Posted by David Walker on Thursday, 24 July 2008 at 10:03pm BST | TrackBack
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Categorised as: Big Blue Tent | Lambeth Conference 2008

There's no doubt that Gordon Brown cares very deeply about international poverty and development, and whatever happens at the next election, he can walk away in the knowledge that he has made a real difference with initiatives such as debt relief and the 'call to action' at the UN. It has always surprised me therefore that Church of England bishops from Stephen Lowe to Graham Dow have treated him in a most derogatory manner.

Good that the PM is prepared to make specific commitments rather than just talk the talk. It is depressing and telling though that this is deemed far less newsworthy by the BBC and other media than some sex scandal case.

Posted by: John Omani on Thursday, 24 July 2008 at 11:56pm BST

Only a cynic would say there was anything incongruous about a Scottish Presbyterian preaching to a gathering of bishops attending an anti-poverty rally before tucking into cold lemon and thyme scented breast of chicken with fresh asparagus and porcini mushroom relish, washed down with Pino Grigio or Chiraz, while leaving room for cream teas with the Queen.

Watching the news reminded me of another march for a popular social justice cause I attended recently: London Pride. The marchers on that occasion were not so kindly disposed towards HM Government represented by Harriet Harman, who was heckled over gay asylum seekers. Incidentally, St Martin's in the Fields was the only public building on Trafalgar Square to be flying the rainbow flag. The bells were ringing and a wedding party emerged from the church. Someone in the crowd on the Square wondered whether it was another gay wedding. It turned out not to be. Next year perhaps!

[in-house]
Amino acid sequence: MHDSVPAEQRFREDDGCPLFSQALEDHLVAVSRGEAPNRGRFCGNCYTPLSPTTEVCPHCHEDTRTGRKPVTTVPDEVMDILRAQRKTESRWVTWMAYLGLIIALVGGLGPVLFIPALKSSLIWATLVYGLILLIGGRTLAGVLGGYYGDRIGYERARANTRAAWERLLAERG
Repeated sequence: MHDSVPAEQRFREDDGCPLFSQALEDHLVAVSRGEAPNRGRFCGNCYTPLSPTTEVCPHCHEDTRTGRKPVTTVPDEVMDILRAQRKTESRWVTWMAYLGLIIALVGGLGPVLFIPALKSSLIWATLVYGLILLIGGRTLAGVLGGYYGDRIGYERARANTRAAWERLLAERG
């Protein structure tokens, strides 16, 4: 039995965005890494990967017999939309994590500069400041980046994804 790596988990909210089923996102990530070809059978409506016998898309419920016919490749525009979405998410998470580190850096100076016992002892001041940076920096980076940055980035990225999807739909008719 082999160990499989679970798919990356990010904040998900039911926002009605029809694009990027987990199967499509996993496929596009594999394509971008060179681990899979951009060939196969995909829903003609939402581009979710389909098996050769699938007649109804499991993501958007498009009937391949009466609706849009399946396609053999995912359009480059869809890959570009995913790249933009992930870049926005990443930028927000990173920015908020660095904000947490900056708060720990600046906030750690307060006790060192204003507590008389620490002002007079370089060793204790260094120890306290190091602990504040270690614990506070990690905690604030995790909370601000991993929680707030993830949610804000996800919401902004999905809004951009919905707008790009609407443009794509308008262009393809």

Posted by: Hugh of Lincoln on Friday, 25 July 2008 at 12:22am BST

What a Wonderful Whimsical Word from Westminster by Bishop David Walker! It does our hearts good, out here in the Southern Hemisphere, to read such Good Tidings as this message of Christian Witness of the Lambeth Delegates and Visitors to the City and Governments of the world in London.

Would that their lordships will take to their hearts the message of the Prime minister, whose passion for justice is so obviously present in his welcoming speech.

No doubt some of the bishops from the Third-World dioceses, who are motivated to express their opposition to the call of justice on issues of gender and sexuality at the Lambeth Conference, will be affetced by the call to seek the real priorities of the Gospel - not only in their own dioceses, but in the wide world of Anglicanism.
We pray God that this will be so.

Posted by: Father Ron Smith on Friday, 25 July 2008 at 12:41am BST

Saw the press coverage of the march this morning. Awesome. And they say that pan-Anglicanism is dead. Rubbish. we should all be proud of our church.

Posted by: John on Friday, 25 July 2008 at 10:27am BST

Yes, Ron Smith-- such wondrous Whimsical and Gracious accounting. I feel so glad that all is so well with the (anglican)world --not to mention the wider world beyond privelege and safety ....

Indeed, What a witness !

Posted by: Treebeard on Friday, 25 July 2008 at 10:48am BST

John: "we should all be proud of our church."

Ah! So that's what that unfamiliar sentiment was. And I thought it might just be dyspepsia.

Posted by: MRG on Friday, 25 July 2008 at 2:03pm BST